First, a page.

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The ClearScore credit card jargon buster

Not sure about some of the technical terms that are on your credit card bill? We can help.

03 May 2018Frankie Jones 5 min read

See your credit card offers

Browse offers that are sorted by what’s best for you, not our pockets.

See your credit cards

Credit cards can be a brilliantly useful tool, but they don't half come with a lot of jargon.

Whether you’re looking to take your time paying off a big purchase or simply getting your hands on some free rewards just for spending as you normally would, a credit card can be a great tool for managing your finances.

The trouble is, credit card providers are often guilty of bamboozling borrowers with all sorts of weird terms. But fear not - we are here to simplify.

Some credit cards come with a fee which you will need to pay once a year to continue using the card. This is generally restricted to rewards cards.

APR stands for Annual Percentage Rate. It’s essentially what you pay to borrow via your credit card, as it covers both the actual interest rate and any fees you might have to pay.

If you don’t have a great credit history - perhaps because you have missed the odd payment in the past, or you’ve simply never had credit - then you might struggle to get the market-leading offers.

But there are some cards designed for people with bad credit - sometimes called credit builder cards - which can help you improve your credit score.

You can move your outstanding debt from one card to another. This is called a balance transfer.

Some balance transfer cards offer lengthy interest-free periods on transferred balances, meaning you can pay off your debt in manageable chunks without being charged any interest.

You might be able to withdraw money from an ATM using your credit card. This is known as a cash advance. However, be warned - the interest you’ll be charged for an advance is often larger than when you simply make a purchase using the card. What’s more, interest will be charged from the day you make the withdrawal - you won’t benefit from the usual interest-free period which may apply for purchases.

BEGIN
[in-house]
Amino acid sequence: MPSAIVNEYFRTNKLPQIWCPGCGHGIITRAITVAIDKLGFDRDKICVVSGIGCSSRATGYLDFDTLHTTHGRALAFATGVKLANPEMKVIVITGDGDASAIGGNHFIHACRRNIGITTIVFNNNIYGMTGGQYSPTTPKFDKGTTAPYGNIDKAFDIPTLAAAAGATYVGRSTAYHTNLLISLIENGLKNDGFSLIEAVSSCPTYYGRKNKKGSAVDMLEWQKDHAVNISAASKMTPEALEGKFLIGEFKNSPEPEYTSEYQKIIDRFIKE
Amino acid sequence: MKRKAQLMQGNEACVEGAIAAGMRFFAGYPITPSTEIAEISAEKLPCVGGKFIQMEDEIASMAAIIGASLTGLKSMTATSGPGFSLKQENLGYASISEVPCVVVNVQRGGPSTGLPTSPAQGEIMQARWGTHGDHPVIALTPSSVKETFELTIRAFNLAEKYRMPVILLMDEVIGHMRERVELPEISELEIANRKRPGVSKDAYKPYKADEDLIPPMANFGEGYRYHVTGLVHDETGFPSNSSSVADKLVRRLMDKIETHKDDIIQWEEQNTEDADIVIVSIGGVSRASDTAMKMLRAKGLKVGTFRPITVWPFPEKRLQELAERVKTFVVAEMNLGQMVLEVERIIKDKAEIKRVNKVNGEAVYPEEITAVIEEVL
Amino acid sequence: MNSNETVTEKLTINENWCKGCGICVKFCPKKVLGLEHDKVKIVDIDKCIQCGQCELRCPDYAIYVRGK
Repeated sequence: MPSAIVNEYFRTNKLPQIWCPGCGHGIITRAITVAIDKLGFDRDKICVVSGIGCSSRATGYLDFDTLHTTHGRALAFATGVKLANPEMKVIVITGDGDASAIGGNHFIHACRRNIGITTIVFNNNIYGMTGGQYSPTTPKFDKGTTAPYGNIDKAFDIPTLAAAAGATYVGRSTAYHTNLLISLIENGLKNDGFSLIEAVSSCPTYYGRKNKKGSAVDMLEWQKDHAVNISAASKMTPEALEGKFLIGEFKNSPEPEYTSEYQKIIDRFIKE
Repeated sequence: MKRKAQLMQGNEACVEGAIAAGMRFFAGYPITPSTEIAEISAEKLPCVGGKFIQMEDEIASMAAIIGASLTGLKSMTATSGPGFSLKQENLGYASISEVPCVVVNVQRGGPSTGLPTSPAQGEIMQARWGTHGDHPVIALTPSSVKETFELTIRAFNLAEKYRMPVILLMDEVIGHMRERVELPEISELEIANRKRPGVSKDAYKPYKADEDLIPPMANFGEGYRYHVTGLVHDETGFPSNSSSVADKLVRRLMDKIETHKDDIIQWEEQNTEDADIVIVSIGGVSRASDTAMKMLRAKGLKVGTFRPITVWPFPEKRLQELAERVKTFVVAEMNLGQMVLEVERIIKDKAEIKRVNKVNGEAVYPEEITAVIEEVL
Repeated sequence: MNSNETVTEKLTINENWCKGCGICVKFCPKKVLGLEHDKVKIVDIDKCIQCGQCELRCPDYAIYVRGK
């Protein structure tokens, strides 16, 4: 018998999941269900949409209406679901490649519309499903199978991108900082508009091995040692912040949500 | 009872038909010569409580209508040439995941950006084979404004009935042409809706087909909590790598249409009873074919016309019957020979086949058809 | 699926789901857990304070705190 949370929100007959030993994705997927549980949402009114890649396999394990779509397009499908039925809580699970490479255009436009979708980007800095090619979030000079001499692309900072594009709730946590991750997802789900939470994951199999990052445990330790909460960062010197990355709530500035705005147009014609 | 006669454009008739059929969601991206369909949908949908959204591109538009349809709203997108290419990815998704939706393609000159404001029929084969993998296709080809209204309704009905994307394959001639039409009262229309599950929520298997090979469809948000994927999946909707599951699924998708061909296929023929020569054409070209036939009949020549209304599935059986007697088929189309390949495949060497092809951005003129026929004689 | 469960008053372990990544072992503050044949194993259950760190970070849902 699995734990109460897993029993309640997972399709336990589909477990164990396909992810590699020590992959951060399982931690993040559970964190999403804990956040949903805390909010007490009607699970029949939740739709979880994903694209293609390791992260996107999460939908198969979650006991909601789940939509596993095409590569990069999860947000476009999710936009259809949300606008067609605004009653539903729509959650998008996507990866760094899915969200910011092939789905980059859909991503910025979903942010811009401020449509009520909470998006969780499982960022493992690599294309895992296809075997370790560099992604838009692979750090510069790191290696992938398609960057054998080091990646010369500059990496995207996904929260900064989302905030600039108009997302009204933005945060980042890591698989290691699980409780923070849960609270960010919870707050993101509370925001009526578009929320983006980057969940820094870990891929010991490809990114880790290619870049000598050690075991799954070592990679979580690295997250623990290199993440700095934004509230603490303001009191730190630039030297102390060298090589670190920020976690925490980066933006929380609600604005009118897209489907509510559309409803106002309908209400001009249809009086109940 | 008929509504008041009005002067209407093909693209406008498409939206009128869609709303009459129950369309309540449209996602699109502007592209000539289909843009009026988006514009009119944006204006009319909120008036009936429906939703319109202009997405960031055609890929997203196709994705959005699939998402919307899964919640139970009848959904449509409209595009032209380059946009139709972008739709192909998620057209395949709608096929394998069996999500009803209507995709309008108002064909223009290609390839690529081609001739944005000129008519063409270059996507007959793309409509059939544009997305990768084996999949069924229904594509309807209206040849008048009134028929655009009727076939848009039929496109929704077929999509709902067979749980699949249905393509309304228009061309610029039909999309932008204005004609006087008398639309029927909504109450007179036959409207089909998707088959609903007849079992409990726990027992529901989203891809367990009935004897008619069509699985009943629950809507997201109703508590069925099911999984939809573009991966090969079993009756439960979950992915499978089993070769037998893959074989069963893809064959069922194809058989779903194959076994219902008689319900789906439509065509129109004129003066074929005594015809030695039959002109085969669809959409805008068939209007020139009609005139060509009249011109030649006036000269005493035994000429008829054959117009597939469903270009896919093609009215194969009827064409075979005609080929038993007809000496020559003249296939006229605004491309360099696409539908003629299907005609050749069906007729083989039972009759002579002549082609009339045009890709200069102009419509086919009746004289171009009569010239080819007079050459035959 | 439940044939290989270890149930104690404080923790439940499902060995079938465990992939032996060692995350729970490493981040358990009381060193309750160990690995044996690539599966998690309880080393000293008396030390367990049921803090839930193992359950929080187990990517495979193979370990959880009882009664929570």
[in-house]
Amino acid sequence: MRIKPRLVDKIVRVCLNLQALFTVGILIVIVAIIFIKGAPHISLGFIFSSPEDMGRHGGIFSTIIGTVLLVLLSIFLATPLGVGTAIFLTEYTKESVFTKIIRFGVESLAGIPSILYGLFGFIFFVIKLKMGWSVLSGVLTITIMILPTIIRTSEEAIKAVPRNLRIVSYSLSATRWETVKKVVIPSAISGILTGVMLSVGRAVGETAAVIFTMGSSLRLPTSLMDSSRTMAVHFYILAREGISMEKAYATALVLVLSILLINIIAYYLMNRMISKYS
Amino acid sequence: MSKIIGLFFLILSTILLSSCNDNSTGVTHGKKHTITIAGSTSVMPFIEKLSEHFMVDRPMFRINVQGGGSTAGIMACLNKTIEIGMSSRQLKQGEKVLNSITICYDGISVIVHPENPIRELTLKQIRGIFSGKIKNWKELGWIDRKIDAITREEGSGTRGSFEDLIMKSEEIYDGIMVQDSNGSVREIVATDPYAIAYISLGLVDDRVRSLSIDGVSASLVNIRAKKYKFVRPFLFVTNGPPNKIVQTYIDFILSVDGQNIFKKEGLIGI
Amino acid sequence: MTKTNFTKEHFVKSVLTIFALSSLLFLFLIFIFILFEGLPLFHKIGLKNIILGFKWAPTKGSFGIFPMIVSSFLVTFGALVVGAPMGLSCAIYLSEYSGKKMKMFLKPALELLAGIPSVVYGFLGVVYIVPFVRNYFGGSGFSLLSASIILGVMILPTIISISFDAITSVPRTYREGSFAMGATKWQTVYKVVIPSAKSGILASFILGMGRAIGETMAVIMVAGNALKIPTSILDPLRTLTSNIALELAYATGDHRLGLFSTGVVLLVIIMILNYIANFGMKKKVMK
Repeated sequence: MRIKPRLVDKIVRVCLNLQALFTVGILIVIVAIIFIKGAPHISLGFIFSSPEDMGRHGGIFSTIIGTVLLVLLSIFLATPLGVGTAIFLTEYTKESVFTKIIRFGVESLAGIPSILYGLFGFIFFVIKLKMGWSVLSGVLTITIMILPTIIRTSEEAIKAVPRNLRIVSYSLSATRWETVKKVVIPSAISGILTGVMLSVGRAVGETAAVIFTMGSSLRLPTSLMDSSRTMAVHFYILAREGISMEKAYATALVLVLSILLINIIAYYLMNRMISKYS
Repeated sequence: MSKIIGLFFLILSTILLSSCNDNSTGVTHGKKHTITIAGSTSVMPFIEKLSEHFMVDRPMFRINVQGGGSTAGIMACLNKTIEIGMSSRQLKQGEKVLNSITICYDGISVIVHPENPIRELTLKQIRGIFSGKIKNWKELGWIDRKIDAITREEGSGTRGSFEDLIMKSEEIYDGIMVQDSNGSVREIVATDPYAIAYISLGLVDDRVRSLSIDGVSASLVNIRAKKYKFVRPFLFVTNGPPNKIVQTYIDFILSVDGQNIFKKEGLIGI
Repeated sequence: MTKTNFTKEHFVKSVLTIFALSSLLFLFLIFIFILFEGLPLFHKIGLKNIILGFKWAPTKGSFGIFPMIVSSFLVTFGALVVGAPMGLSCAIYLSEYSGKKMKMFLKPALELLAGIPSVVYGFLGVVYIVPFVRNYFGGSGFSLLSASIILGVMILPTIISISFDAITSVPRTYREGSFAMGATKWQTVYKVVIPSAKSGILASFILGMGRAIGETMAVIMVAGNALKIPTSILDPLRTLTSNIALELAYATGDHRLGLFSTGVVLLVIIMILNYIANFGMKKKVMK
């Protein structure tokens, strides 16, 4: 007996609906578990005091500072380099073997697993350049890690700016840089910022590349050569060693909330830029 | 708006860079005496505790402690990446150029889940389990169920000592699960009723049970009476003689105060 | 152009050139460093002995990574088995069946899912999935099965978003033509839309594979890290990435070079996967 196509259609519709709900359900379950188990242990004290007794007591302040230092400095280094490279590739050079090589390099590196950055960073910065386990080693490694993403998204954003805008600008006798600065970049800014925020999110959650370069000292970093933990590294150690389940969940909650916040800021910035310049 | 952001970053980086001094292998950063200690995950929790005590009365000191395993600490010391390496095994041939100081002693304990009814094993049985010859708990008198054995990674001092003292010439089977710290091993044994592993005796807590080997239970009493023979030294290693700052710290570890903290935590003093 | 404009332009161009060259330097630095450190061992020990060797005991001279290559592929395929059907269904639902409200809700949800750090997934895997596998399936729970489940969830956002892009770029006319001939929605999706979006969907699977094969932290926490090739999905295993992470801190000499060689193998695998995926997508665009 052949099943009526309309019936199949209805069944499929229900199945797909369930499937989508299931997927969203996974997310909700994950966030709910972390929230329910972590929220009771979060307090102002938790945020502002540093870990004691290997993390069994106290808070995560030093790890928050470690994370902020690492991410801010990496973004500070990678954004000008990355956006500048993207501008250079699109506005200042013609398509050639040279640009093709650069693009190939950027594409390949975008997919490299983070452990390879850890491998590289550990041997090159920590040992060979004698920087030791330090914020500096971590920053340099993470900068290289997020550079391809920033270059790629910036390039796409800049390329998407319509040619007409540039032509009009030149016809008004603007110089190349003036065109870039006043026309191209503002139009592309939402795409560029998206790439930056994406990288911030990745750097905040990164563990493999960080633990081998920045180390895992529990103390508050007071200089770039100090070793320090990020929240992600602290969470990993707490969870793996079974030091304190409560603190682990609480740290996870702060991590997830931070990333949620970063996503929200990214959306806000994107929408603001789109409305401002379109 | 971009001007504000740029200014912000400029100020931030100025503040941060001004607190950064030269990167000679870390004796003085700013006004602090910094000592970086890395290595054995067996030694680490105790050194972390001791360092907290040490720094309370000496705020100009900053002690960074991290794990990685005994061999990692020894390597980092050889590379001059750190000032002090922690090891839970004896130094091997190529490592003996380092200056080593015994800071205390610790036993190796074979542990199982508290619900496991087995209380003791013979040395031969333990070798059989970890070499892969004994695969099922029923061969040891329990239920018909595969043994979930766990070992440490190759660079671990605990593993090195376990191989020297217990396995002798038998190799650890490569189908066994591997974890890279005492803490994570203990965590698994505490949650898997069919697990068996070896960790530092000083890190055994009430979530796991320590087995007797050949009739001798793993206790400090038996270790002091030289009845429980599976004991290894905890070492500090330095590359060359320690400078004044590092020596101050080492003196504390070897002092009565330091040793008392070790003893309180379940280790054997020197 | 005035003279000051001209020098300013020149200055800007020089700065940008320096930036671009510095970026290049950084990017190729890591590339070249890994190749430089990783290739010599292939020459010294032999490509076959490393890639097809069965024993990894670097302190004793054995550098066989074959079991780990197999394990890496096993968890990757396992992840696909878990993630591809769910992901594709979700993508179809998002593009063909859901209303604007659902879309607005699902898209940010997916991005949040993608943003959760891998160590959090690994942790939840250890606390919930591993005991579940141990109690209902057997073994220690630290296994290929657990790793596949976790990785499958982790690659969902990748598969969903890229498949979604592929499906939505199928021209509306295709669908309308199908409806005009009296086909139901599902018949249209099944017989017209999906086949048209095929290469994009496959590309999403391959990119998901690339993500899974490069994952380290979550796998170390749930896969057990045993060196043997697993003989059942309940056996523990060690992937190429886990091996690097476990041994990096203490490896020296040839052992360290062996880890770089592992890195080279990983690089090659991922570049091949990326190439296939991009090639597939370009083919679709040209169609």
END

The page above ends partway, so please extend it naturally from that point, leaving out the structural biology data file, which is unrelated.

A cashback credit card is a type of rewards card. You earn a percentage of your spending back in the form of cashback, which is usually paid back to you on an annual basis.

These cards are really only suitable for people who clear their balance in full every month, otherwise the interest charges on outstanding debt will quickly erode any cashback you’ve built up.

When you take out a credit card, you’ll be given a credit limit. This is the maximum balance that you can run up on the card.

You can ask your supplier to increase this limit if you need more; if you have had the card a while and always made your repayments on time, then your supplier may offer to increase it too.

When you apply for a credit card, the card provider will calculate a credit score for you based on your history of handling credit. This will encompass everything from previous cards, whether you’ve ever missed a payment on your mobile bills, whether you’re on the electoral roll and a host of other factors.

The better your score, the better the chances of being accepted for a card. Get your credit score from ClearScore for free.

If you default on a debt, it means you have failed to pay it back. So if you don’t make a credit card repayment on time, you are said to have defaulted.

When you apply for credit, a ‘footprint’ is left on your credit history. It doesn’t say whether you were accepted or not, just that you applied. If you have lots of footprints on your recent credit history, then a lender might be wary about lending to you.